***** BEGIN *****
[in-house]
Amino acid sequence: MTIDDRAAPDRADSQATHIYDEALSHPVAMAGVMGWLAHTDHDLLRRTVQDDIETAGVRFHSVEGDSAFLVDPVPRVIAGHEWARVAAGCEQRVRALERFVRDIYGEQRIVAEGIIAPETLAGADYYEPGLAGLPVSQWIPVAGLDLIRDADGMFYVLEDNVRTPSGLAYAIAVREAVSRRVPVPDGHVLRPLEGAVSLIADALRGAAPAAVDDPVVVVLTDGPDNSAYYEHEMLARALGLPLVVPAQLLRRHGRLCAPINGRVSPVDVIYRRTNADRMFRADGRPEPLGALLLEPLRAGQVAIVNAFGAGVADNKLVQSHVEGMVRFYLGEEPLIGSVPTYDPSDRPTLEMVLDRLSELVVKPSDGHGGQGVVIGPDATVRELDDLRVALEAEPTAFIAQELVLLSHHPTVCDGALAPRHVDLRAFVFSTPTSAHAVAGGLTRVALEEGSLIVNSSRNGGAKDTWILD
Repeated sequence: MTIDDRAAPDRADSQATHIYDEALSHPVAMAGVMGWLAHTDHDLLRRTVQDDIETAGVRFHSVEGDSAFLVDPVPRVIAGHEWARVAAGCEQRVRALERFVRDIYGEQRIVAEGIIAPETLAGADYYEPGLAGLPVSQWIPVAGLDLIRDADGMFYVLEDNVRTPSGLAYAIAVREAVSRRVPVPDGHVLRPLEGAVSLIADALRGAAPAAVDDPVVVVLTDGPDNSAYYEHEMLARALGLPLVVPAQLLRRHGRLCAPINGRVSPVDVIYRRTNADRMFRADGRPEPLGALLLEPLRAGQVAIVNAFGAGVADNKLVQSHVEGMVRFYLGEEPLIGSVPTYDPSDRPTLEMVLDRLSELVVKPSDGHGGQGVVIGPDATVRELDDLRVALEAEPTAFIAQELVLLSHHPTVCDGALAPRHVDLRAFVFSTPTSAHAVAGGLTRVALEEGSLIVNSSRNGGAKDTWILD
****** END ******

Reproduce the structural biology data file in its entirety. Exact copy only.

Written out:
[in-house]
Amino acid sequence: MTIDDRAAPDRADSQATHIYDEALSHPVAMAGVMGWLAHTDHDLLRRTVQDDIETAGVRFHSVEGDSAFLVDPVPRVIAGHEWARVAAGCEQRVRALERFVRDIYGEQRIVAEGIIAPETLAGADYYEPGLAGLPVSQWIPVAGLDLIRDADGMFYVLEDNVRTPSGLAYAIAVREAVSRRVPVPDGHVLRPLEGAVSLIADALRGAAPAAVDDPVVVVLTDGPDNSAYYEHEMLARALGLPLVVPAQLLRRHGRLCAPINGRVSPVDVIYRRTNADRMFRADGRPEPLGALLLEPLRAGQVAIVNAFGAGVADNKLVQSHVEGMVRFYLGEEPLIGSVPTYDPSDRPTLEMVLDRLSELVVKPSDGHGGQGVVIGPDATVRELDDLRVALEAEPTAFIAQELVLLSHHPTVCDGALAPRHVDLRAFVFSTPTSAHAVAGGLTRVALEEGSLIVNSSRNGGAKDTWILD
Repeated sequence: MTIDDRAAPDRADSQATHIYDEALSHPVAMAGVMGWLAHTDHDLLRRTVQDDIETAGVRFHSVEGDSAFLVDPVPRVIAGHEWARVAAGCEQRVRALERFVRDIYGEQRIVAEGIIAPETLAGADYYEPGLAGLPVSQWIPVAGLDLIRDADGMFYVLEDNVRTPSGLAYAIAVREAVSRRVPVPDGHVLRPLEGAVSLIADALRGAAPAAVDDPVVVVLTDGPDNSAYYEHEMLARALGLPLVVPAQLLRRHGRLCAPINGRVSPVDVIYRRTNADRMFRADGRPEPLGALLLEPLRAGQVAIVNAFGAGVADNKLVQSHVEGMVRFYLGEEPLIGSVPTYDPSDRPTLEMVLDRLSELVVKPSDGHGGQGVVIGPDATVRELDDLRVALEAEPTAFIAQELVLLSHHPTVCDGALAPRHVDLRAFVFSTPTSAHAVAGGLTRVALEEGSLIVNSSRNGGAKDTWILD